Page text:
.- Bishop Miguel Irizar Campos of Callao, Peru, said this week Peruvian society continues to be rampant with corruption because there is a lack of will on the part of leaders, as well as little vigilance and collaboration from citizens, to eradicate it.
In a letter entitled, “A Peru Without Corruption,” the bishop explained that a “strong ethical and moral conscience” is necessary in the battle against this scourge.
He recalled that in 2001, then-President Valentin Paniagua established a special commission to deal with the problem of corruption. The commission found that the commitment to serve the common good was “weak,” and that politicians and leaders frequently violated ethical norms in order to bestow favors on certain groups and individuals.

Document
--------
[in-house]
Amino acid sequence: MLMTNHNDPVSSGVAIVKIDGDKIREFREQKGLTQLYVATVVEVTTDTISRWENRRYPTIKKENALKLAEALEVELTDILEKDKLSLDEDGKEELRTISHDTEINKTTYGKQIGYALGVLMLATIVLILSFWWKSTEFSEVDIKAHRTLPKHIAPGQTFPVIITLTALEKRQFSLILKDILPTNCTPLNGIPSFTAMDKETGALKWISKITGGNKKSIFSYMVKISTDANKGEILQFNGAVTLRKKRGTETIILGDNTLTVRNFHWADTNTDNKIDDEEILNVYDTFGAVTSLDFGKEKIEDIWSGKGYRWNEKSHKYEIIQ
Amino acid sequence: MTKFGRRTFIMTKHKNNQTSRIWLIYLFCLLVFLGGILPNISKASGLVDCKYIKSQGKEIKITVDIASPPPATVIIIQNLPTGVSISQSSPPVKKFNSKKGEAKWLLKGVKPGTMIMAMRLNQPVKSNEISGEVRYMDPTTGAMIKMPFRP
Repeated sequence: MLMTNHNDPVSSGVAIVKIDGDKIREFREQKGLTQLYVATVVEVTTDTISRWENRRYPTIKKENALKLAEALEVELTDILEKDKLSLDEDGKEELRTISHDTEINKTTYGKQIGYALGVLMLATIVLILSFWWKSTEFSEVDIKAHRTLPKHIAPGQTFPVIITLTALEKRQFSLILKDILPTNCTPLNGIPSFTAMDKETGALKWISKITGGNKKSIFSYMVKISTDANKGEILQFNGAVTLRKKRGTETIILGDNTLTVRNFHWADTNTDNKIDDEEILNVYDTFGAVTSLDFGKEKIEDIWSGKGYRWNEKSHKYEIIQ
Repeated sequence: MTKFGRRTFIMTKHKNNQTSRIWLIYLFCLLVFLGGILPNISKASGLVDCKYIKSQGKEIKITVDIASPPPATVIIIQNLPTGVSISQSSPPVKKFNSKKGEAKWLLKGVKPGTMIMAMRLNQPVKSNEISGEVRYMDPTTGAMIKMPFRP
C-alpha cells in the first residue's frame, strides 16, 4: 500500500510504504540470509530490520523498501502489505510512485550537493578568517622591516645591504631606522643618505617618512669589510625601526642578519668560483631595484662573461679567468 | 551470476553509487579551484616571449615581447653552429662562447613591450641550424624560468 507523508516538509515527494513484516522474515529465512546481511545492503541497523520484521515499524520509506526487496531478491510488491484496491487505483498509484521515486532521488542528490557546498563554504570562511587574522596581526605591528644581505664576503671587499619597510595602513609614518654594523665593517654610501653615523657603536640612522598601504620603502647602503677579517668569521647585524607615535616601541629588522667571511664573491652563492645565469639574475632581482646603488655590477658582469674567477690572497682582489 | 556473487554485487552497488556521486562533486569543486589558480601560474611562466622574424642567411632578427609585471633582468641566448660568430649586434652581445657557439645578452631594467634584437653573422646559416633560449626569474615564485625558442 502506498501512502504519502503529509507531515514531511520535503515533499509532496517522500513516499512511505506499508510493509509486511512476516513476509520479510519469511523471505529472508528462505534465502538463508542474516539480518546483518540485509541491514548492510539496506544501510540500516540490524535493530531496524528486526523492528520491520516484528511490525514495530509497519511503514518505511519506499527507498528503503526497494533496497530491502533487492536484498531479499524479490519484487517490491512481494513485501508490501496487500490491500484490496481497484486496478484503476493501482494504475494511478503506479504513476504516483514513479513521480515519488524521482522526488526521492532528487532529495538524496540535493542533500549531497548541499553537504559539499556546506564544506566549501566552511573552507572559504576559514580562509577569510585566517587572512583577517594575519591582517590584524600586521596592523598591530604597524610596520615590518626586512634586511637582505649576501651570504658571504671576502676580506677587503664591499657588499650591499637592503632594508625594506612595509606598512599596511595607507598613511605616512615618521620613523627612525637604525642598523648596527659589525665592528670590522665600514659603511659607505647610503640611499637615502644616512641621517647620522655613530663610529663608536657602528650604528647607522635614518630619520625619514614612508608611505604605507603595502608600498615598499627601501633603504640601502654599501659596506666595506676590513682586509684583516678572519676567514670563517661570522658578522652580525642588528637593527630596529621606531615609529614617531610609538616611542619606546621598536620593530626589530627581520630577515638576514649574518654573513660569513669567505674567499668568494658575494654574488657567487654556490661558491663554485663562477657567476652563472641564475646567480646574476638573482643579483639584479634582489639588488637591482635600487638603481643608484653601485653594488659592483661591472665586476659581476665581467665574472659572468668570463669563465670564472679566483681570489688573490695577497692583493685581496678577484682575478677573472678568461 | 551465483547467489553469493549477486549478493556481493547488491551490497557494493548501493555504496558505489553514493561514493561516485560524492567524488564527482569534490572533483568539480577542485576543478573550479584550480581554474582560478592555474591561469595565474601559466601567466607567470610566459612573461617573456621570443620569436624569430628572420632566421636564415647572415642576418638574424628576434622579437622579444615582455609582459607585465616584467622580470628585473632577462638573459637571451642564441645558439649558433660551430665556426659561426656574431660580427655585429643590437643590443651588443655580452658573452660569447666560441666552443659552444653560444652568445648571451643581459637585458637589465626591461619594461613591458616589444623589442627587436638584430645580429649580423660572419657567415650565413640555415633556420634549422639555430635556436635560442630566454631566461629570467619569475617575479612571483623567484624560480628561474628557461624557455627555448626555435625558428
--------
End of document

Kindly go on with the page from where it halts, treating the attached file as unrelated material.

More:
The commission recommended the creation of “an autonomous organism elected by Congress” that would institutionalize “the fight against corruption,” as well as “guarantee transparency and accountability in public affairs.”
Nevertheless, Bishop Irizar pointed out that four years later, “I wonder what we have done in the fight against corruption in Peru,” at the Executive, Legislative and Judicial levels, as well as “among the populace in general.”
“Those in public office bear much responsibility in this battle,” he noted, adding that they should strive for the correct application of the law and conduct public affairs with transparency.
“Corruption is difficult to neutralize,” Bishop Irizar explained, “because it adopts multiple forms; it is stamped out in one area, and resurfaces in another.” In order to eradicate it, he maintained, “we need persistent will on the part of leaders and the generous collaboration of all citizens.”